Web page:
I write books. My latest is a YA science fiction novel called Homeland (it's the sequel to Little Brother). More books: Rapture of the Nerds (a novel, with Charlie Stross); With a Little Help (short stories); and The Great Big Beautiful Tomorrow (novella and nonfic). I speak all over the place and I tweet and tumble, too.

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i’ve seen the thumb trick go very wrong when someone tried to smack the persons hands in 2 different directions

• Hegelian

Actually, Weisman looses the thread and ice cube bet, which was to lift the ice cube using “only the thread.”He used the thread **and** salt so he failed the bet. (Well, and he used his hand, too, but that one he can probably get away with…) The bet has to be phrased as “using the thread”.

Also, there is another way to make the 9.50 = 101010 equation correct with the addition of a single line. Simply change = to ≠ (does not equal) by putting a line through the equal sign.

The ten pence coin through the hole bet lacks the qualifier that the paper can not be torn. The way the bet is phrased, to push the coin through the hole, doesn’t preclude ripping the hole–and given that these are all trick bets you can’t claim that is an “understood” part of the bet.

• gauch0

• relawson

well, and the fact that 9.5 is 9:30, your suggestion is the only correct one!

Internationally, a period is often used instead of a colon, so 9.50 there is 9:50 here.

• haineux

Pretty sure I saw all these in a Dover Publishers puzzle book from my childhood.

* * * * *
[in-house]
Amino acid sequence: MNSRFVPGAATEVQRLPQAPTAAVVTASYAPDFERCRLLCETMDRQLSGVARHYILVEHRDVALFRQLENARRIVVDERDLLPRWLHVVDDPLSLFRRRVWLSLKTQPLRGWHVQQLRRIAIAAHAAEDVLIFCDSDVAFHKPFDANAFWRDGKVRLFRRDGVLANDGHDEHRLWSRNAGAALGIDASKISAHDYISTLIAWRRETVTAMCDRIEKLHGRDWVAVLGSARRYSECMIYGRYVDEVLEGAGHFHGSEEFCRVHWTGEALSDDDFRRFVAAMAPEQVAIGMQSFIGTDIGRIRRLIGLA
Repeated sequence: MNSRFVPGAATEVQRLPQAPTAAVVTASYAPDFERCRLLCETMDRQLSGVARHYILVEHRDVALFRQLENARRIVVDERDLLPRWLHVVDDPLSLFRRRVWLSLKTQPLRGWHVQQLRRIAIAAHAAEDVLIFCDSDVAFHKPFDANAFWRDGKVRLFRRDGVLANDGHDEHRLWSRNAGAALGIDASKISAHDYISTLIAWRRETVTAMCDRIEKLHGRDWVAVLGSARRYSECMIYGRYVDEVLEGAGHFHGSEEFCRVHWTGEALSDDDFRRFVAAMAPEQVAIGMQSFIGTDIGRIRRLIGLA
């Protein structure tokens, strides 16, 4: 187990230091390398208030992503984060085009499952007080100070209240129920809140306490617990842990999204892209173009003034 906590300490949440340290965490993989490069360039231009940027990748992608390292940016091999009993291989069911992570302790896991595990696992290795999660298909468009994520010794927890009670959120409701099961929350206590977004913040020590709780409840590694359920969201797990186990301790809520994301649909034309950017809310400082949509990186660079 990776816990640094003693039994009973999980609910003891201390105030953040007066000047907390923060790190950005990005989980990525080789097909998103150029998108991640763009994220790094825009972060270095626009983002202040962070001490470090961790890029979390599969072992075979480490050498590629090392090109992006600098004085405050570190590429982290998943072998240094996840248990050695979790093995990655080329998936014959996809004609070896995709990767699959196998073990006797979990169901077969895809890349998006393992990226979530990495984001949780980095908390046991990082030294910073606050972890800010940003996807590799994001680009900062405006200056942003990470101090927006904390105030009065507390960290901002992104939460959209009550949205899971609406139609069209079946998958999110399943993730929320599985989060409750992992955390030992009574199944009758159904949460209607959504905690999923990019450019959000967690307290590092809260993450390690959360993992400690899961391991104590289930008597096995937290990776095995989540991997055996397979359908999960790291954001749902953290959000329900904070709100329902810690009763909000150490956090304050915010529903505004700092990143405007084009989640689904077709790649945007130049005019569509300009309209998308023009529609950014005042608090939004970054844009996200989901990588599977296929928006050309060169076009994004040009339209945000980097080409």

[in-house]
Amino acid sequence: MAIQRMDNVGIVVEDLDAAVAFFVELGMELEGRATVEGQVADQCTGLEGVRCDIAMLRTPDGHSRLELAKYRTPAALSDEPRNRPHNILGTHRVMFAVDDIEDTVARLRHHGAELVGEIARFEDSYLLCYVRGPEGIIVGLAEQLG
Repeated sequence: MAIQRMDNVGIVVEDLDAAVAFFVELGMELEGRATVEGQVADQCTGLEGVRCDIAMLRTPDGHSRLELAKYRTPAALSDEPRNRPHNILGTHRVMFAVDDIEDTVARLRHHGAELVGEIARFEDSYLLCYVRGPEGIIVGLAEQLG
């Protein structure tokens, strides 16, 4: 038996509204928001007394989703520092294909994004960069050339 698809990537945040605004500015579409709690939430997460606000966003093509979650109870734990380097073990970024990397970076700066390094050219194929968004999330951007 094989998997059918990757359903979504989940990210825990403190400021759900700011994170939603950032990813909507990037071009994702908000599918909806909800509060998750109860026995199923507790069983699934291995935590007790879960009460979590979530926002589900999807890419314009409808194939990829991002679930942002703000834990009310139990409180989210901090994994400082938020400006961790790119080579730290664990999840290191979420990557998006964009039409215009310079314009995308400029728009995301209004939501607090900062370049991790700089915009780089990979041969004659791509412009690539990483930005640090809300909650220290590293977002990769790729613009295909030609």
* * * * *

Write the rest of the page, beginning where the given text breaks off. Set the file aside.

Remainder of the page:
• Boundegar

Shutup shutup shutup!  It’s magic!

• Daneel

Does anyone ever actually place these bar bets? I can safely say that if someone offered me a bet that looked like I couldn’t lose, I’d expect a scam.

• semiotix

9.50 = 101010

and challenge them to make it correct by adding just one line.

9.50 ≠ 101010

Et voilà!

EDIT: DAMMIT, that would have been more impressive if Hegelian hadn’t CLEARLY gotten to it first. I partially retract my implied claim to awesomeness.

• Hegelian

I may have beaten you to the punch but your delivery is way snazzier. :-) I guess it is really the more obvious solution. I wonder if Weisman omited or truncated phrasing that would have precluding crossing the equal sign?

I have to say that this latest video is a lot weaker than the first, and as haineux implies, it seems that Weisman has just lifted them from some old book, and did so in a pretty sloppy fashion. There is value added in making a video demonstrations of the bets taken from print sources ( and value to Weisman in adding it to the Weisman marketing and aggrandizement stack) but not so much if the bets are improperly phrased or potentially dangerous as Matthew Urso notes the thumb in the hand trick can be.

• morkl

If one crosses the equal sign, its not really an equation anymore, so it might be invalidated depending on how “make it correct” is interpreted.

• Hegelian

Good point, but I think it is overridden by relawson’s point that 9.5 is decimal equivalent of the
Sexigesimal 9:30, so changing the equation to “9.50 = Ten to Ten” is not a valid answer.

• Robert Fiore

I remember a number of these from a paperback called “Ed McMahon’s Barside Companion” that I bought when I was a wee tad.

• Jeremy Hughes

Wiseman.

• Ty Myrick

In reply to relawson and Hegelian, I believe the British commonly use a decimal, rather than a colon, to designate time. See Agatha Christie’s 4.50 to Paddington http://www.amazon.com/4-50-Paddington-Agatha-Christie/dp/1405046260/ref=sr_1_4?s=books&ie=UTF8&qid=1360696002&sr=1-4&keywords=4.10+agatha+christie

• phuzz

It’s not really a common usage, but in a context that makes it clear that it’s a time (like your example) would probably be ok.
Usually though brits either use the colon; “4:50″, or in text, spell it out; “ten to five”.